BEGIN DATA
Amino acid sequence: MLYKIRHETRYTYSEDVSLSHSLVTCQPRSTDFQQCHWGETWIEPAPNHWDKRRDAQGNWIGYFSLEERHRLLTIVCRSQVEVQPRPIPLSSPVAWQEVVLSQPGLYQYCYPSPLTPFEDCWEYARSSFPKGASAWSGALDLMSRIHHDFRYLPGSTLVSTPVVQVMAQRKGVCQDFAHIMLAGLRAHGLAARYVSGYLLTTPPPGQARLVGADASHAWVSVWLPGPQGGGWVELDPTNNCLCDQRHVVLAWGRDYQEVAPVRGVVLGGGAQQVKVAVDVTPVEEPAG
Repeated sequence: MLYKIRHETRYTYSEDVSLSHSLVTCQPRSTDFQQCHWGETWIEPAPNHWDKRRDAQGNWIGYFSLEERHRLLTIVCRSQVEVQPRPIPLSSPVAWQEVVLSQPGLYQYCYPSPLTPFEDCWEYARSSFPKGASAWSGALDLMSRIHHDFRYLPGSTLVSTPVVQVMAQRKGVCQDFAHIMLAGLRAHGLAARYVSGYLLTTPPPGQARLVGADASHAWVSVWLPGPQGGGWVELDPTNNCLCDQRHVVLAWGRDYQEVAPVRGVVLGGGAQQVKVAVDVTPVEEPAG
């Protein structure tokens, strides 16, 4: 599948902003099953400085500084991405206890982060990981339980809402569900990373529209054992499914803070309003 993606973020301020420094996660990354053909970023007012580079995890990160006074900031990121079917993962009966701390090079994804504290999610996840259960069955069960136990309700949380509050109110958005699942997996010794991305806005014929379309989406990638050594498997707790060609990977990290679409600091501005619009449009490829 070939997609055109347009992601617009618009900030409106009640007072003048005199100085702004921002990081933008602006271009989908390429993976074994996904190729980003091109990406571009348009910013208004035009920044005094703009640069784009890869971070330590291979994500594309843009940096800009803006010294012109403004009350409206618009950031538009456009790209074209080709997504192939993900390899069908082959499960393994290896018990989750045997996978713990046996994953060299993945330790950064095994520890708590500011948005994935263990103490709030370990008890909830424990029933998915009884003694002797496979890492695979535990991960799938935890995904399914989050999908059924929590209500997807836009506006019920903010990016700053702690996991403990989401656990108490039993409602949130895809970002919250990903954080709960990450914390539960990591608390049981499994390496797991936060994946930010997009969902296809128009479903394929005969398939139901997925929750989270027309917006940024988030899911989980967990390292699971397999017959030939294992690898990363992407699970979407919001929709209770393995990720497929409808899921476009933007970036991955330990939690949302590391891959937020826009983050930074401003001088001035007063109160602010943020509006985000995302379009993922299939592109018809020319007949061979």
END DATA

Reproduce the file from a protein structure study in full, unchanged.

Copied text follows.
Amino acid sequence: MLYKIRHETRYTYSEDVSLSHSLVTCQPRSTDFQQCHWGETWIEPAPNHWDKRRDAQGNWIGYFSLEERHRLLTIVCRSQVEVQPRPIPLSSPVAWQEVVLSQPGLYQYCYPSPLTPFEDCWEYARSSFPKGASAWSGALDLMSRIHHDFRYLPGSTLVSTPVVQVMAQRKGVCQDFAHIMLAGLRAHGLAARYVSGYLLTTPPPGQARLVGADASHAWVSVWLPGPQGGGWVELDPTNNCLCDQRHVVLAWGRDYQEVAPVRGVVLGGGAQQVKVAVDVTPVEEPAG
Repeated sequence: MLYKIRHETRYTYSEDVSLSHSLVTCQPRSTDFQQCHWGETWIEPAPNHWDKRRDAQGNWIGYFSLEERHRLLTIVCRSQVEVQPRPIPLSSPVAWQEVVLSQPGLYQYCYPSPLTPFEDCWEYARSSFPKGASAWSGALDLMSRIHHDFRYLPGSTLVSTPVVQVMAQRKGVCQDFAHIMLAGLRAHGLAARYVSGYLLTTPPPGQARLVGADASHAWVSVWLPGPQGGGWVELDPTNNCLCDQRHVVLAWGRDYQEVAPVRGVVLGGGAQQVKVAVDVTPVEEPAG
């Protein structure tokens, strides 16, 4: 599948902003099953400085500084991405206890982060990981339980809402569900990373529209054992499914803070309003 993606973020301020420094996660990354053909970023007012580079995890990160006074900031990121079917993962009966701390090079994804504290999610996840259960069955069960136990309700949380509050109110958005699942997996010794991305806005014929379309989406990638050594498997707790060609990977990290679409600091501005619009449009490829 070939997609055109347009992601617009618009900030409106009640007072003048005199100085702004921002990081933008602006271009989908390429993976074994996904190729980003091109990406571009348009910013208004035009920044005094703009640069784009890869971070330590291979994500594309843009940096800009803006010294012109403004009350409206618009950031538009456009790209074209080709997504192939993900390899069908082959499960393994290896018990989750045997996978713990046996994953060299993945330790950064095994520890708590500011948005994935263990103490709030370990008890909830424990029933998915009884003694002797496979890492695979535990991960799938935890995904399914989050999908059924929590209500997807836009506006019920903010990016700053702690996991403990989401656990108490039993409602949130895809970002919250990903954080709960990450914390539960990591608390049981499994390496797991936060994946930010997009969902296809128009479903394929005969398939139901997925929750989270027309917006940024988030899911989980967990390292699971397999017959030939294992690898990363992407699970979407919001929709209770393995990720497929409808899921476009933007970036991955330990939690949302590391891959937020826009983050930074401003001088001035007063109160602010943020509006985000995302379009993922299939592109018809020319007949061979």